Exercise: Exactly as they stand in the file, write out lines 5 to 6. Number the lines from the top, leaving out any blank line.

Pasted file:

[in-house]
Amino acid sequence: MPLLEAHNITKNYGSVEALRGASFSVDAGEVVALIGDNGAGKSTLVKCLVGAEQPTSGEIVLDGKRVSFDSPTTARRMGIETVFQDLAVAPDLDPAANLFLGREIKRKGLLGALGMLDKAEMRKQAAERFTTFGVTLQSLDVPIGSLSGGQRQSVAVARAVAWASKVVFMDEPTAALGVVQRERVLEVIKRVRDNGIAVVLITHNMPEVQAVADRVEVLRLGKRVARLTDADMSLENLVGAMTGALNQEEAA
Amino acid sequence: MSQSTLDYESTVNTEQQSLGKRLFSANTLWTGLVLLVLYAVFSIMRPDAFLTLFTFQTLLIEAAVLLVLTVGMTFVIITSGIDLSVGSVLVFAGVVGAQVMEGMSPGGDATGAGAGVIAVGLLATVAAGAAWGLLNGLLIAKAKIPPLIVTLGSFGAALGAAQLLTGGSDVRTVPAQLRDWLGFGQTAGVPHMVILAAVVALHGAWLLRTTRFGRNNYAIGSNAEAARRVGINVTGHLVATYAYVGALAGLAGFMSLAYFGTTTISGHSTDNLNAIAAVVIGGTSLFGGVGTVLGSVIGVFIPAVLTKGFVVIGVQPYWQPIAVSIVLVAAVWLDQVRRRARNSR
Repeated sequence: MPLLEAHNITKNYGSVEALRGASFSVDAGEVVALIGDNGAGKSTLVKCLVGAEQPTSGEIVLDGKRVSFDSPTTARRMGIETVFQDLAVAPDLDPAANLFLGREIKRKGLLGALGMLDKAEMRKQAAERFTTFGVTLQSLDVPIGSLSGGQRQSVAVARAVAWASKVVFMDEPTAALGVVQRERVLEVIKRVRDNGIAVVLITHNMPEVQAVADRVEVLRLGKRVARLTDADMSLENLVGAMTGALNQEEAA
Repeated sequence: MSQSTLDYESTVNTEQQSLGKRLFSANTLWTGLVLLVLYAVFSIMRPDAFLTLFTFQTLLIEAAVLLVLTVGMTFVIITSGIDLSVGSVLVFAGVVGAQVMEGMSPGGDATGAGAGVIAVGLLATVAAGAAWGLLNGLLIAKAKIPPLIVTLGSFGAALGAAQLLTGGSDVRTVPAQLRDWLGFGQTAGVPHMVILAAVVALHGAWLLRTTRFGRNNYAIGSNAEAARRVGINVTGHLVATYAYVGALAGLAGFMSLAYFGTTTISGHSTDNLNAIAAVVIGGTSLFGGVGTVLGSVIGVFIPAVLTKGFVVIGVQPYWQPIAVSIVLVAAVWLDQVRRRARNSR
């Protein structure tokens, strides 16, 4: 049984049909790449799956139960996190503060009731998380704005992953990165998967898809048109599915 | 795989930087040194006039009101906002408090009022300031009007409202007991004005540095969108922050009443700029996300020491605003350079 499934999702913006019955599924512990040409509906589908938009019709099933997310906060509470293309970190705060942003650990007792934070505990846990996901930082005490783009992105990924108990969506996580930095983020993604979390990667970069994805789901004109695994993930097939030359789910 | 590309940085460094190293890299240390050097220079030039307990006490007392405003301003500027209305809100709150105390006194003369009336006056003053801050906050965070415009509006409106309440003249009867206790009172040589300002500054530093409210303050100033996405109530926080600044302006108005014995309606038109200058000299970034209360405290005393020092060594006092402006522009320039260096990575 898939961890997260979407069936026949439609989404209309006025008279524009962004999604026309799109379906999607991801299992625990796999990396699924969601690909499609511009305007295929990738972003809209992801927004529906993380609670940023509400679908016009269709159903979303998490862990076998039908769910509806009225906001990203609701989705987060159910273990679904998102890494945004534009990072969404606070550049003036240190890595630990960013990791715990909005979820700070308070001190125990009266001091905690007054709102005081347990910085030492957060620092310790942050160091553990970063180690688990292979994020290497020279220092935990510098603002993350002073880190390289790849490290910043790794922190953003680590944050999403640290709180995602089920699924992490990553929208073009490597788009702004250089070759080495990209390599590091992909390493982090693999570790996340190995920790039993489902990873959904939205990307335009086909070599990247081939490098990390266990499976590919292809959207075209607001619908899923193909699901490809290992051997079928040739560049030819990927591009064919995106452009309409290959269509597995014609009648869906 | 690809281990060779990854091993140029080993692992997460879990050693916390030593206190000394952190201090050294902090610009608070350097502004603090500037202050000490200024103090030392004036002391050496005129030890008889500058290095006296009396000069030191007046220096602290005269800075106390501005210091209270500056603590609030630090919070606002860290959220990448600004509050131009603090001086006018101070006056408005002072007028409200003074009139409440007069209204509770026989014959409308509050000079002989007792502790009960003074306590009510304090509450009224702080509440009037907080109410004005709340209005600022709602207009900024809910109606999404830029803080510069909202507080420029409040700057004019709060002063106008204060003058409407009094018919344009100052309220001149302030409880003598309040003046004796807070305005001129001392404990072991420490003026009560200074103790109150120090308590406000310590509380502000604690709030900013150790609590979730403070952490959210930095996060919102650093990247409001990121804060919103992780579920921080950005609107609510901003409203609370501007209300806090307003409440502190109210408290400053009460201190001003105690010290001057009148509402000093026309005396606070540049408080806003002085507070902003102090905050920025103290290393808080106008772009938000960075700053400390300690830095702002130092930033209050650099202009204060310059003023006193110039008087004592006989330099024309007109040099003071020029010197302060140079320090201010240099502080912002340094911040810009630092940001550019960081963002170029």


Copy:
Repeated sequence: MSQSTLDYESTVNTEQQSLGKRLFSANTLWTGLVLLVLYAVFSIMRPDAFLTLFTFQTLLIEAAVLLVLTVGMTFVIITSGIDLSVGSVLVFAGVVGAQVMEGMSPGGDATGAGAGVIAVGLLATVAAGAAWGLLNGLLIAKAKIPPLIVTLGSFGAALGAAQLLTGGSDVRTVPAQLRDWLGFGQTAGVPHMVILAAVVALHGAWLLRTTRFGRNNYAIGSNAEAARRVGINVTGHLVATYAYVGALAGLAGFMSLAYFGTTTISGHSTDNLNAIAAVVIGGTSLFGGVGTVLGSVIGVFIPAVLTKGFVVIGVQPYWQPIAVSIVLVAAVWLDQVRRRARNSR
């Protein structure tokens, strides 16, 4: 049984049909790449799956139960996190503060009731998380704005992953990165998967898809048109599915 | 795989930087040194006039009101906002408090009022300031009007409202007991004005540095969108922050009443700029996300020491605003350079 499934999702913006019955599924512990040409509906589908938009019709099933997310906060509470293309970190705060942003650990007792934070505990846990996901930082005490783009992105990924108990969506996580930095983020993604979390990667970069994805789901004109695994993930097939030359789910 | 590309940085460094190293890299240390050097220079030039307990006490007392405003301003500027209305809100709150105390006194003369009336006056003053801050906050965070415009509006409106309440003249009867206790009172040589300002500054530093409210303050100033996405109530926080600044302006108005014995309606038109200058000299970034209360405290005393020092060594006092402006522009320039260096990575 898939961890997260979407069936026949439609989404209309006025008279524009962004999604026309799109379906999607991801299992625990796999990396699924969601690909499609511009305007295929990738972003809209992801927004529906993380609670940023509400679908016009269709159903979303998490862990076998039908769910509806009225906001990203609701989705987060159910273990679904998102890494945004534009990072969404606070550049003036240190890595630990960013990791715990909005979820700070308070001190125990009266001091905690007054709102005081347990910085030492957060620092310790942050160091553990970063180690688990292979994020290497020279220092935990510098603002993350002073880190390289790849490290910043790794922190953003680590944050999403640290709180995602089920699924992490990553929208073009490597788009702004250089070759080495990209390599590091992909390493982090693999570790996340190995920790039993489902990873959904939205990307335009086909070599990247081939490098990390266990499976590919292809959207075209607001619908899923193909699901490809290992051997079928040739560049030819990927591009064919995106452009309409290959269509597995014609009648869906 | 690809281990060779990854091993140029080993692992997460879990050693916390030593206190000394952190201090050294902090610009608070350097502004603090500037202050000490200024103090030392004036002391050496005129030890008889500058290095006296009396000069030191007046220096602290005269800075106390501005210091209270500056603590609030630090919070606002860290959220990448600004509050131009603090001086006018101070006056408005002072007028409200003074009139409440007069209204509770026989014959409308509050000079002989007792502790009960003074306590009510304090509450009224702080509440009037907080109410004005709340209005600022709602207009900024809910109606999404830029803080510069909202507080420029409040700057004019709060002063106008204060003058409407009094018919344009100052309220001149302030409880003598309040003046004796807070305005001129001392404990072991420490003026009560200074103790109150120090308590406000310590509380502000604690709030900013150790609590979730403070952490959210930095996060919102650093990247409001990121804060919103992780579920921080950005609107609510901003409203609370501007209300806090307003409440502190109210408290400053009460201190001003105690010290001057009148509402000093026309005396606070540049408080806003002085507070902003102090905050920025103290290393808080106008772009938000960075700053400390300690830095702002130092930033209050650099202009204060310059003023006193110039008087004592006989330099024309007109040099003071020029010197302060140079320090201010240099502080912002340094911040810009630092940001550019960081963002170029």